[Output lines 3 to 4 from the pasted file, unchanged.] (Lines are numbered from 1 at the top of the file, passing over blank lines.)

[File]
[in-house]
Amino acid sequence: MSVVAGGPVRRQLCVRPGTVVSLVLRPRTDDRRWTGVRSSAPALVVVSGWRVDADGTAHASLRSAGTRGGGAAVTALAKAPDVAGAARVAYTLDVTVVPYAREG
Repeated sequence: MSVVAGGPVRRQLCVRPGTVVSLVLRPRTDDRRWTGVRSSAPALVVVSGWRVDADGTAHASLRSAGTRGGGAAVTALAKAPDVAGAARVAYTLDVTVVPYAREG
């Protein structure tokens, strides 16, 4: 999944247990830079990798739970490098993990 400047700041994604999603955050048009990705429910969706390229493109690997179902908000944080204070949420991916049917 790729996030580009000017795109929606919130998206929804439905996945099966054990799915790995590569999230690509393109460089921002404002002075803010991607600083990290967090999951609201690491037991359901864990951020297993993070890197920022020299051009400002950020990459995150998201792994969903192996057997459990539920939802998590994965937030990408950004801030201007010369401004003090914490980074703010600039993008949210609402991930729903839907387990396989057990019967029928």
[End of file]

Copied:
Repeated sequence: MSVVAGGPVRRQLCVRPGTVVSLVLRPRTDDRRWTGVRSSAPALVVVSGWRVDADGTAHASLRSAGTRGGGAAVTALAKAPDVAGAARVAYTLDVTVVPYAREG
């Protein structure tokens, strides 16, 4: 999944247990830079990798739970490098993990 400047700041994604999603955050048009990705429910969706390229493109690997179902908000944080204070949420991916049917 790729996030580009000017795109929606919130998206929804439905996945099966054990799915790995590569999230690509393109460089921002404002002075803010991607600083990290967090999951609201690491037991359901864990951020297993993070890197920022020299051009400002950020990459995150998201792994969903192996057997459990539920939802998590994965937030990408950004801030201007010369401004003090914490980074703010600039993008949210609402991930729903839907387990396989057990019967029928």